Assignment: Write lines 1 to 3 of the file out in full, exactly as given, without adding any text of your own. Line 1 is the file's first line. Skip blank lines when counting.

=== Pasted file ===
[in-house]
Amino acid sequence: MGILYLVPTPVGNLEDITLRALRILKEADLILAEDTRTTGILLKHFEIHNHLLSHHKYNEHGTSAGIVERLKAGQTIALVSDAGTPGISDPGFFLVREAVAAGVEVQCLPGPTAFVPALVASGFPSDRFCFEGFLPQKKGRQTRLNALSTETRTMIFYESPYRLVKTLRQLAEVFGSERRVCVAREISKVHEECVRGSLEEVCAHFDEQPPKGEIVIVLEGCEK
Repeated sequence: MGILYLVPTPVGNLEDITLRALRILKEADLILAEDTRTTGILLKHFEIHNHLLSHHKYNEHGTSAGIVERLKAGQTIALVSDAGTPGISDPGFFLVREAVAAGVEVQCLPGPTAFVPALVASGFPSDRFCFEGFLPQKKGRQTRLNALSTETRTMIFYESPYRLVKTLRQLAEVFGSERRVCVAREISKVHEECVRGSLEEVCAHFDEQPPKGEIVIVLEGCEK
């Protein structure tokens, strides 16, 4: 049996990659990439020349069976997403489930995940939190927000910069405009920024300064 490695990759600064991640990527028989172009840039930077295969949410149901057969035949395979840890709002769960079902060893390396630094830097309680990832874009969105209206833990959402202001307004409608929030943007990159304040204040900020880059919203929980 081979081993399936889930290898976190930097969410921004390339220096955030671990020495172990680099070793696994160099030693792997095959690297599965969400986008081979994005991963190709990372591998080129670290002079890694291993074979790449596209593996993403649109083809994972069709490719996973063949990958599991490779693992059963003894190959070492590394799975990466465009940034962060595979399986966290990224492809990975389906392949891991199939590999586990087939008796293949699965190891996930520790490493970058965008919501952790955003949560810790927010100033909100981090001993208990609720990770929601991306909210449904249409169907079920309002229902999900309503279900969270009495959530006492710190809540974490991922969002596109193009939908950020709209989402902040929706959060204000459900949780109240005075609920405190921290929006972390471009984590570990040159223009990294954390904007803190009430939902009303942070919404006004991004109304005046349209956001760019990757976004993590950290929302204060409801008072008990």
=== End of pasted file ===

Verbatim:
[in-house]
Amino acid sequence: MGILYLVPTPVGNLEDITLRALRILKEADLILAEDTRTTGILLKHFEIHNHLLSHHKYNEHGTSAGIVERLKAGQTIALVSDAGTPGISDPGFFLVREAVAAGVEVQCLPGPTAFVPALVASGFPSDRFCFEGFLPQKKGRQTRLNALSTETRTMIFYESPYRLVKTLRQLAEVFGSERRVCVAREISKVHEECVRGSLEEVCAHFDEQPPKGEIVIVLEGCEK
Repeated sequence: MGILYLVPTPVGNLEDITLRALRILKEADLILAEDTRTTGILLKHFEIHNHLLSHHKYNEHGTSAGIVERLKAGQTIALVSDAGTPGISDPGFFLVREAVAAGVEVQCLPGPTAFVPALVASGFPSDRFCFEGFLPQKKGRQTRLNALSTETRTMIFYESPYRLVKTLRQLAEVFGSERRVCVAREISKVHEECVRGSLEEVCAHFDEQPPKGEIVIVLEGCEK